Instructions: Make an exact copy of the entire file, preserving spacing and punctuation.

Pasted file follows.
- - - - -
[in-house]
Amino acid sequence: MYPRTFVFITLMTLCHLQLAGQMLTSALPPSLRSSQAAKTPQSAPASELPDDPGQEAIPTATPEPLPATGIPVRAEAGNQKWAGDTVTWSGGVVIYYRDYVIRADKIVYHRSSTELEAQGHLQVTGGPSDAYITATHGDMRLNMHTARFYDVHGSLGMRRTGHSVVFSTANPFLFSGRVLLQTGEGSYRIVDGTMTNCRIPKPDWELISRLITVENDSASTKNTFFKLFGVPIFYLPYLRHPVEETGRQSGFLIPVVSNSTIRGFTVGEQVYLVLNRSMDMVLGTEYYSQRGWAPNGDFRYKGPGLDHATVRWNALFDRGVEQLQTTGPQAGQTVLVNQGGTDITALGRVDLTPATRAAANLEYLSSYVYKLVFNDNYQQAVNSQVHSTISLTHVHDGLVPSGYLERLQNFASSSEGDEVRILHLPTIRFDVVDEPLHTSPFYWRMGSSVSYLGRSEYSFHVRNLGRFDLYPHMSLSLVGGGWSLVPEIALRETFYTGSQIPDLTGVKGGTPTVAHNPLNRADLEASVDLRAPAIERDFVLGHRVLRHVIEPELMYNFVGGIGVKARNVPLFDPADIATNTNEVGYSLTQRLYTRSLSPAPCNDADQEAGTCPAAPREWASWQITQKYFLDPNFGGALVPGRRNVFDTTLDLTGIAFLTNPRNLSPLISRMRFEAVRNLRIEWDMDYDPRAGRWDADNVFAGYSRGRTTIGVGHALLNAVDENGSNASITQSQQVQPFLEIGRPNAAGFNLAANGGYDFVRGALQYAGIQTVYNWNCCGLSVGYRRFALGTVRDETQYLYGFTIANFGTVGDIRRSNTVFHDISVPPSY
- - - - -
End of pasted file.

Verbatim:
[in-house]
Amino acid sequence: MYPRTFVFITLMTLCHLQLAGQMLTSALPPSLRSSQAAKTPQSAPASELPDDPGQEAIPTATPEPLPATGIPVRAEAGNQKWAGDTVTWSGGVVIYYRDYVIRADKIVYHRSSTELEAQGHLQVTGGPSDAYITATHGDMRLNMHTARFYDVHGSLGMRRTGHSVVFSTANPFLFSGRVLLQTGEGSYRIVDGTMTNCRIPKPDWELISRLITVENDSASTKNTFFKLFGVPIFYLPYLRHPVEETGRQSGFLIPVVSNSTIRGFTVGEQVYLVLNRSMDMVLGTEYYSQRGWAPNGDFRYKGPGLDHATVRWNALFDRGVEQLQTTGPQAGQTVLVNQGGTDITALGRVDLTPATRAAANLEYLSSYVYKLVFNDNYQQAVNSQVHSTISLTHVHDGLVPSGYLERLQNFASSSEGDEVRILHLPTIRFDVVDEPLHTSPFYWRMGSSVSYLGRSEYSFHVRNLGRFDLYPHMSLSLVGGGWSLVPEIALRETFYTGSQIPDLTGVKGGTPTVAHNPLNRADLEASVDLRAPAIERDFVLGHRVLRHVIEPELMYNFVGGIGVKARNVPLFDPADIATNTNEVGYSLTQRLYTRSLSPAPCNDADQEAGTCPAAPREWASWQITQKYFLDPNFGGALVPGRRNVFDTTLDLTGIAFLTNPRNLSPLISRMRFEAVRNLRIEWDMDYDPRAGRWDADNVFAGYSRGRTTIGVGHALLNAVDENGSNASITQSQQVQPFLEIGRPNAAGFNLAANGGYDFVRGALQYAGIQTVYNWNCCGLSVGYRRFALGTVRDETQYLYGFTIANFGTVGDIRRSNTVFHDISVPPSY